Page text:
The first few meetings were contentious with everyone venting their anger at “the system” and pointing fingers as to which stakeholder was the troublemaker. It was an “us against them” mentality. Stereotypes flourished: The environmentalists want to halt all growth; the developers want to destroy all land; the towns want too much control and make the system cumbersome and expensive. Once the parties grew to know and trust each other, however, they realized that they all agreed that the regulatory system was unworkable. No stakeholder’s needs were met, whether economically, environmentally, or socially. This shared dissatisfaction with the status quo resulted in the first stage of consensus and paved the way for the coalition to solidify and work toward solutions.

The result was the Green Neighborhoods Alliance that included representatives of all the interest groups. The Alliance developed the Open Space Residential Design (OSRD) model ordinance, a new regulatory tool based on work by nationally known land use planner and innovative subdivision designer Randall Arendt, providing cities and towns, developers, environmental protection advocates and realtors with an opportunity to reach their individual goals in a less contentious and more creative manner. The OSRD model has since been adopted (often with local modifications) by dozens of communities statewide.

The lesson of the Green Neighborhoods Alliance can be applied more broadly to other land use challenges throughout the commonwealth. By sitting down at the table with a wide range of interests, more can often be achieved than taking an adversarial approach.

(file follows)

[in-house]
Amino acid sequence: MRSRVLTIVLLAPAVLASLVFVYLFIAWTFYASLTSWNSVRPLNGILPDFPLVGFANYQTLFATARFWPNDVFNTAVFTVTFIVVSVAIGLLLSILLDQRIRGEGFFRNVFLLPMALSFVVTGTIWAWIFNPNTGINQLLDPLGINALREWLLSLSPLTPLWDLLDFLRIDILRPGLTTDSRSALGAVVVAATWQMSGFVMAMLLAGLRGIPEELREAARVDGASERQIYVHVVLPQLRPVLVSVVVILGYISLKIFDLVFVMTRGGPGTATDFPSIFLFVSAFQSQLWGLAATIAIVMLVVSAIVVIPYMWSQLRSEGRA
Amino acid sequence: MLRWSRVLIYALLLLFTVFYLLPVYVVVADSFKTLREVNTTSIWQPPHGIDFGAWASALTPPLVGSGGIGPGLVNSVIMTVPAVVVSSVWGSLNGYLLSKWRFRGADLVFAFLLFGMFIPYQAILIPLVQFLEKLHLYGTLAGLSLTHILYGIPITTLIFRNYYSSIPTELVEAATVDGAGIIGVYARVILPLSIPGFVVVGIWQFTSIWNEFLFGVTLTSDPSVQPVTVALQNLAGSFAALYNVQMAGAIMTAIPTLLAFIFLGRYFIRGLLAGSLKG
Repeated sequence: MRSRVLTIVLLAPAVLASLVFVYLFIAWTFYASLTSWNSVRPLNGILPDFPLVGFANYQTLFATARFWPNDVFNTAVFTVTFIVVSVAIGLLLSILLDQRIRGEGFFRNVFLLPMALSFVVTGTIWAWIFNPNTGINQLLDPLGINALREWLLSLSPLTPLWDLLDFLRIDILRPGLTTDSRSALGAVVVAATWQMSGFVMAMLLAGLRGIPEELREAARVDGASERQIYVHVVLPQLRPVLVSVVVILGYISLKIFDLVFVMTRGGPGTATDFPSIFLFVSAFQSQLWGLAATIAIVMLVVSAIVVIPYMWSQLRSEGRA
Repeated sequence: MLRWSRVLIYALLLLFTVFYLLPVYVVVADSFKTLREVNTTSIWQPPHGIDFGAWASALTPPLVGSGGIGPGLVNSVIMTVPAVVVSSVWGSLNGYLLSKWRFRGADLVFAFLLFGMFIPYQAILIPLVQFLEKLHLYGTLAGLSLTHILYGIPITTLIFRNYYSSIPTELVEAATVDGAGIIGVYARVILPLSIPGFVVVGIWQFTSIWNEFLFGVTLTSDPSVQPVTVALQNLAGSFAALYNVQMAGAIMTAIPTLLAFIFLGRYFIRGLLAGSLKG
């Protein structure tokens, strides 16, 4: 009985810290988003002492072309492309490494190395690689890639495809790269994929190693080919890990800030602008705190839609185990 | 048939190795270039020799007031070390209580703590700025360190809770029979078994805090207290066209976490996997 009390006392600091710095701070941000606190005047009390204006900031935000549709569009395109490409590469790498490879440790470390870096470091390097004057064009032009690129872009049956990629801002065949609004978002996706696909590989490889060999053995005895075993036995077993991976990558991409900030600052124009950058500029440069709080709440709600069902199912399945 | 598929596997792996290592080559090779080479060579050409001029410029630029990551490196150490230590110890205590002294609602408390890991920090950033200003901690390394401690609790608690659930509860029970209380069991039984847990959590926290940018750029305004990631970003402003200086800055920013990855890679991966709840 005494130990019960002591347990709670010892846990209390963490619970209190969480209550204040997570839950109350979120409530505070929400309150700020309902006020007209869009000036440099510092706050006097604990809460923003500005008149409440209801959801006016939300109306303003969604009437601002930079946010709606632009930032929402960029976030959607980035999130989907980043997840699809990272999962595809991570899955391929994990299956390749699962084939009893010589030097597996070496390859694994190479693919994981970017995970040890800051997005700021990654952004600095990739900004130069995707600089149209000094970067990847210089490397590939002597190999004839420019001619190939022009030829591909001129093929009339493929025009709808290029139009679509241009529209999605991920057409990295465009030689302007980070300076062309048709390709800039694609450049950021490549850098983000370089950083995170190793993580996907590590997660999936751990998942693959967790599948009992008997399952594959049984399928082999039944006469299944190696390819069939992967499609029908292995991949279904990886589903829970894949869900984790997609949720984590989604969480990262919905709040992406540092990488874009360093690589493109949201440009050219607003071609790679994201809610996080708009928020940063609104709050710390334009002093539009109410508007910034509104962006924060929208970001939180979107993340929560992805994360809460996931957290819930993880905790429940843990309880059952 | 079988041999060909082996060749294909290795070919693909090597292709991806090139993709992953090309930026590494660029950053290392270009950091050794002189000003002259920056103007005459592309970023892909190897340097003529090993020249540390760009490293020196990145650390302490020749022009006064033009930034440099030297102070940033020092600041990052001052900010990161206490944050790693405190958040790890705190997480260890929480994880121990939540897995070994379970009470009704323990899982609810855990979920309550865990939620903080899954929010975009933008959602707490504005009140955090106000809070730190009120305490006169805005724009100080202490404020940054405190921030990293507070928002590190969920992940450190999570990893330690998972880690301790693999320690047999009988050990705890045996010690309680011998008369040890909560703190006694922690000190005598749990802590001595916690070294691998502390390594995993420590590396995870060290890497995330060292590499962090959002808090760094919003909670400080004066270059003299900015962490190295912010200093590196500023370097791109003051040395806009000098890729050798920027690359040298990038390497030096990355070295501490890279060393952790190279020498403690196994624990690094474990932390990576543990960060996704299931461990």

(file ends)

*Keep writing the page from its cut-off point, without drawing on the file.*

Based on a summary by Kathryn Leahy and Andrea Cooper in: Hamin, E. M., L. Silka, P. Geigis, Eds. (2007). Enhancing and preserving communities: A guide for citizens, planners and policymakers. Amherst, Mass. University of Massachusetts Press."

Work with a Local Board—Contribute to the Future, Now

The people serving on most local permitting boards in Massachusetts are volunteers–some positions are appointed by the selectmen, or city council while others are elected positions. One of the most effective ways you can influence local decisions is to get involved with local boards. Meet with the current members of the board to learn about their work and determine whether there are full or associate positions available. If you have time available, join a board. Even if your time is limited, you can often help a local board as a volunteer or associate member. Local boards depend on citizen assistance for special projects and monitoring activities, and to help them in increasing support in the community at large.

Strive for Open Communication and Consensus

Keep in mind that local board members are well-intentioned citizens just like you trying to do the best job that they can under what are often difficult (and contentious) conditions. And remember that developers are usually only trying to build projects according to the rules–they don’t generally intend to destroy natural resources or community character.

Take your interests, concerns, and ideas to local officials. Be sure that they are working to promote environmental protection and the public good. Encourage them to sponsor public workshops and planning sessions on community growth and development, public infrastructure, land protection, ecological health, and community character. Help them organize such activities.

Try to be a constructive member of all discussions, working with local officials and interested parties toward mutually acceptable outcomes. Members of your community have a diversity of views that should be respected. Try to understand others’ needs (and fears) and work to address them.

In project reviews, work to find “win-win” compromises that improve the design of the project and avoid, or mitigate its impact on the environment. It is usually not productive to take a hard-and-fast adversarial stand characterized by statements such as, “We want to stop all development on this parcel!” (unless you are prepared to build support for acquisition of the property and to help secure the funding). Remember that property owners have the legal right to use their properties and realize economic gain from them in a manner that is consistent with the community’s zoning and other rules and regulations.